GREEN BAY, Wis. (AP) - This was the year Ahman Green was going to be the heart of Green Bay's offense, with Brett Favre playing a supporting role. The Packers had visions of winning a championship as John Elway did twice with Terrell Davis in Denver.
Those plans have changed.
Green keeps fumbling, opponents have adjusted to stopping the run, and a sievelike defense has forced the Packers to throw more than they would like.
Since rushing 33 times for 119 yards in Green Bay's opening win at Carolina, Green's carries have fallen to 24, 17, 15 and 10 in his last four games, all losses.
He hasn't reached the end zone since scoring three times in the opener, and his yards have dipped from 128 in Week 2 - when his fumble led to a game-turning 95-yard touchdown return by Chicago - to 67, 58 and 33.
He looks nothing like the running back who gained 1,887 yards and scored 20 touchdowns a year ago, and consequently, the Packers look nothing like a team that came within an overtime loss at Philadelphia of reaching the NFC title game in January.
The Tennessee Titans brought the league's worst run defense into Lambeau Field on Monday night, giving up more than five yards a carry. But the Packers had just five yards total at halftime, and Green finished with only 33 yards on 10 runs in the Titans' 48-27 victory.
After Chris Brown had given Tennessee a 14-0 lead with two long touchdown runs, Green ended the Packers' second drive with his fourth fumble of the season.
Green's greatest flaw is his insistence on always carrying the ball in his left arm, which provides opponents a true target and doesn't allow him to fend off pursuers with stiff-arms.
The Packers have learned to live with this because Green, who fumbled seven times in the first nine games last season, has never shown a determination to learn how to switch hands without coughing up the ball even more.
Coach Mike Sherman, who chewed out Green on the sideline after his fumble, has said repeatedly this season that switching hands isn't something the Packers are going to experiment with again because Green was so bad at it the last time they tried.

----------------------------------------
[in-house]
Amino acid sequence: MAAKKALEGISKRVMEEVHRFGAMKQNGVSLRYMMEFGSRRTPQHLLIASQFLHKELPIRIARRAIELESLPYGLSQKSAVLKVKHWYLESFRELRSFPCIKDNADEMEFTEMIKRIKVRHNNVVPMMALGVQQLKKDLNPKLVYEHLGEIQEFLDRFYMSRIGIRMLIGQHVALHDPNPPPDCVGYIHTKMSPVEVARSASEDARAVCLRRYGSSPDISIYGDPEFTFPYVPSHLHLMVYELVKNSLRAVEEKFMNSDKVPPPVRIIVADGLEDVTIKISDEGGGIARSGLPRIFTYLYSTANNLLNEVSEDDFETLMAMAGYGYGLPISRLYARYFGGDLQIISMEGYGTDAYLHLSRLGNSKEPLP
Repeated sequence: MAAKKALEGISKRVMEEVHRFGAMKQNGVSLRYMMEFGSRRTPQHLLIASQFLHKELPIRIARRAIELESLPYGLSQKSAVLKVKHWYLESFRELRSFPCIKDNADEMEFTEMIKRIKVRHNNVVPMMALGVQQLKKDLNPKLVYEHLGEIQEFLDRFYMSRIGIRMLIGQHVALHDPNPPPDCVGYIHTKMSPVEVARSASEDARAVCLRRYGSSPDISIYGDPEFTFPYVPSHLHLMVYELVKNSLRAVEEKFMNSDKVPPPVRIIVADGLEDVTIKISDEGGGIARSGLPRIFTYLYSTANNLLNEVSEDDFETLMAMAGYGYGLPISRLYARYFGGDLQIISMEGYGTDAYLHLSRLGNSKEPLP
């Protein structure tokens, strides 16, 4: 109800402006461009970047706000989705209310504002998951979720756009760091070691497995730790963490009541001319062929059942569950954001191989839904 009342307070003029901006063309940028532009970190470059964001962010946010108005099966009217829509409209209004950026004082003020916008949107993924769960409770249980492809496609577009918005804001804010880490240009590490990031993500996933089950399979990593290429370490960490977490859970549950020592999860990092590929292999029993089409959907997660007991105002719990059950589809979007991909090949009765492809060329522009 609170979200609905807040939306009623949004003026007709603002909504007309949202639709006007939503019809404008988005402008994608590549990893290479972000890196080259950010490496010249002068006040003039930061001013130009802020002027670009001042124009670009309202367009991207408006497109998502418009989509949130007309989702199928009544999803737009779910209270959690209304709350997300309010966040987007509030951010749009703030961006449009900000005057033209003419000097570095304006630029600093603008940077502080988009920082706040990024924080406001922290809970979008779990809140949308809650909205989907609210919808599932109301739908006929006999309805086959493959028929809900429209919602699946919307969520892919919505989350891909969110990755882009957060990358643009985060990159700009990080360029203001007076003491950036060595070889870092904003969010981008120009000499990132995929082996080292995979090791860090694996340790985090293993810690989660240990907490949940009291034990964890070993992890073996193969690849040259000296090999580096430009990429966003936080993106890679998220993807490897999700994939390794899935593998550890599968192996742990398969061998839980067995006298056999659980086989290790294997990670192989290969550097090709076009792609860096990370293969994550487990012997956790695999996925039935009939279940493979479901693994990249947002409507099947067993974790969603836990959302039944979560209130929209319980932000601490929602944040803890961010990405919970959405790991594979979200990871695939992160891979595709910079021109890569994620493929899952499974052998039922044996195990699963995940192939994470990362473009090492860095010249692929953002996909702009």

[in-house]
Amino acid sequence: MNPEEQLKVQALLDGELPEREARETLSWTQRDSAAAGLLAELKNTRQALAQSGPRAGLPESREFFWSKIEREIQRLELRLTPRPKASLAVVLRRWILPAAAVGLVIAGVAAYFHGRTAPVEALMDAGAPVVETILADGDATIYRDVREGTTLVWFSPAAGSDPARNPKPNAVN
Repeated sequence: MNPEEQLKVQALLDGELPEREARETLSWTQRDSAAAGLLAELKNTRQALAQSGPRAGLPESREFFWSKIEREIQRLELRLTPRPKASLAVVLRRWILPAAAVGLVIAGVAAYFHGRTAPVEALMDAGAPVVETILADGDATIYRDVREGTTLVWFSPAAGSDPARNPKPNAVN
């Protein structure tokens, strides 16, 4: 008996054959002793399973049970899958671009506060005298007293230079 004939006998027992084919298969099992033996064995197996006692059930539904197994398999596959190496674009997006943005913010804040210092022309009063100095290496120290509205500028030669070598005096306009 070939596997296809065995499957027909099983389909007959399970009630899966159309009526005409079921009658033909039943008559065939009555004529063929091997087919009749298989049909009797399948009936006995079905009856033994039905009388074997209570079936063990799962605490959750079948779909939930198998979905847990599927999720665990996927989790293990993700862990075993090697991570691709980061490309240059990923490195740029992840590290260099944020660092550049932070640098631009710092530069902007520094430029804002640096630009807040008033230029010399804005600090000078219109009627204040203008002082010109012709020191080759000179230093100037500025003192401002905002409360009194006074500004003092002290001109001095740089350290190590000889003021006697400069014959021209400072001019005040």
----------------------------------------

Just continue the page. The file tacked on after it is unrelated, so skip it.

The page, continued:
Benching Green isn't an option, either, because "he does too many good things," Sherman said.
So, the only thing they can do is work with him and remind him of how he held onto the ball down the stretch last season, when he went the final nine games and 246 touches without putting the ball on the ground.
"We will work diligently on that part of the game," Sherman said. "We couldn't have talked more this week about how important in this ballgame not turning the ball over and getting takeaways was. We talked about it every day, at every meeting."
The Packers, though, had six turnovers and no takeaways.
Sherman isn't going to blame the Packers' poor ground game on the loss of center Mike Flanagan, who had season-ending knee surgery last week and was replaced by Grey Ruegamer.
"When you lose a player like Mike Flanagan - or Grady Jackson on the other side of the ball - it does have some rippling effects," Sherman said. "But I certainly do not assume that that is what happened (Monday night). We still should have been able to function without Mike Flanagan. There are four other guys that have played together for quite some time."
Until Monday night, the Packers were the only team in the NFL who hadn't been three games under .500 at any time during the last 12 years, which coincides with Favre's time in Green Bay.
"I am shocked," Sherman said. "But I have confidence in our ability to fight through these things. These are tough times. They are tough times for me, tough times for the team, tough times for our fans."
The Packers hope to become just the ninth team to reach the playoffs after starting 1-4.
"I guess now we find out what we're made of," Green said.